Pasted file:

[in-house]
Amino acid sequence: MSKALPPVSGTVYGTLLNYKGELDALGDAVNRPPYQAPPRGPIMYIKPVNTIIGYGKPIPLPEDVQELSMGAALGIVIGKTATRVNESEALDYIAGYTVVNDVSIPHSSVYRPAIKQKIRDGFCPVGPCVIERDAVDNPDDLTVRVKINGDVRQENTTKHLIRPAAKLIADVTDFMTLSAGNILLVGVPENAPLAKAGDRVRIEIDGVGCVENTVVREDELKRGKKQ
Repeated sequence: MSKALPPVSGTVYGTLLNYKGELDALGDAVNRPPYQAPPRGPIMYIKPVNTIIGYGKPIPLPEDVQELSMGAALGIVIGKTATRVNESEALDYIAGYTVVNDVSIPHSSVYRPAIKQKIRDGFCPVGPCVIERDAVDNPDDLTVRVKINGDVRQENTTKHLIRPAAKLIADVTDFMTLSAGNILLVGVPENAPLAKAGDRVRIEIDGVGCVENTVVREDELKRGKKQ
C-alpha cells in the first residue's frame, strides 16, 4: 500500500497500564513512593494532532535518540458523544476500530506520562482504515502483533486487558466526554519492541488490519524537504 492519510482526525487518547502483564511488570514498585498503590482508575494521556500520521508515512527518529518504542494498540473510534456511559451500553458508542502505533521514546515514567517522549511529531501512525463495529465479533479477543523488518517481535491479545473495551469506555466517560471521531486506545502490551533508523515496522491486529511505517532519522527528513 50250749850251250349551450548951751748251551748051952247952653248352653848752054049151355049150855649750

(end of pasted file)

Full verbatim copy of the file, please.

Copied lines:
[in-house]
Amino acid sequence: MSKALPPVSGTVYGTLLNYKGELDALGDAVNRPPYQAPPRGPIMYIKPVNTIIGYGKPIPLPEDVQELSMGAALGIVIGKTATRVNESEALDYIAGYTVVNDVSIPHSSVYRPAIKQKIRDGFCPVGPCVIERDAVDNPDDLTVRVKINGDVRQENTTKHLIRPAAKLIADVTDFMTLSAGNILLVGVPENAPLAKAGDRVRIEIDGVGCVENTVVREDELKRGKKQ
Repeated sequence: MSKALPPVSGTVYGTLLNYKGELDALGDAVNRPPYQAPPRGPIMYIKPVNTIIGYGKPIPLPEDVQELSMGAALGIVIGKTATRVNESEALDYIAGYTVVNDVSIPHSSVYRPAIKQKIRDGFCPVGPCVIERDAVDNPDDLTVRVKINGDVRQENTTKHLIRPAAKLIADVTDFMTLSAGNILLVGVPENAPLAKAGDRVRIEIDGVGCVENTVVREDELKRGKKQ
C-alpha cells in the first residue's frame, strides 16, 4: 500500500497500564513512593494532532535518540458523544476500530506520562482504515502483533486487558466526554519492541488490519524537504 492519510482526525487518547502483564511488570514498585498503590482508575494521556500520521508515512527518529518504542494498540473510534456511559451500553458508542502505533521514546515514567517522549511529531501512525463495529465479533479477543523488518517481535491479545473495551469506555466517560471521531486506545502490551533508523515496522491486529511505517532519522527528513 50250749850251250349551450548951751748251551748051952247952653248352653848752054049151355049150855649750